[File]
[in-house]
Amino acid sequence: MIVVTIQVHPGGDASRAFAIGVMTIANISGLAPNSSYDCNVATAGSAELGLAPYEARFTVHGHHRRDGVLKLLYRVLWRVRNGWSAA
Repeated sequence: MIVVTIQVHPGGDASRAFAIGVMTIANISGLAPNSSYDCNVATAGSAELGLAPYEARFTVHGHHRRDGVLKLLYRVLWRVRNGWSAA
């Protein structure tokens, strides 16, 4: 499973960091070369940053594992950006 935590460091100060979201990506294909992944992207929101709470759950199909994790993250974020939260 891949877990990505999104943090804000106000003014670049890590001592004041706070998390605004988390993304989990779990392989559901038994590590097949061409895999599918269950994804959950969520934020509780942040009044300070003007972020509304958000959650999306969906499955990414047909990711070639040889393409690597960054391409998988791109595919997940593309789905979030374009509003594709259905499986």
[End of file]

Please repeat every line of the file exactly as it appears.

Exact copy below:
[in-house]
Amino acid sequence: MIVVTIQVHPGGDASRAFAIGVMTIANISGLAPNSSYDCNVATAGSAELGLAPYEARFTVHGHHRRDGVLKLLYRVLWRVRNGWSAA
Repeated sequence: MIVVTIQVHPGGDASRAFAIGVMTIANISGLAPNSSYDCNVATAGSAELGLAPYEARFTVHGHHRRDGVLKLLYRVLWRVRNGWSAA
């Protein structure tokens, strides 16, 4: 499973960091070369940053594992950006 935590460091100060979201990506294909992944992207929101709470759950199909994790993250974020939260 891949877990990505999104943090804000106000003014670049890590001592004041706070998390605004988390993304989990779990392989559901038994590590097949061409895999599918269950994804959950969520934020509780942040009044300070003007972020509304958000959650999306969906499955990414047909990711070639040889393409690597960054391409998988791109595919997940593309789905979030374009509003594709259905499986």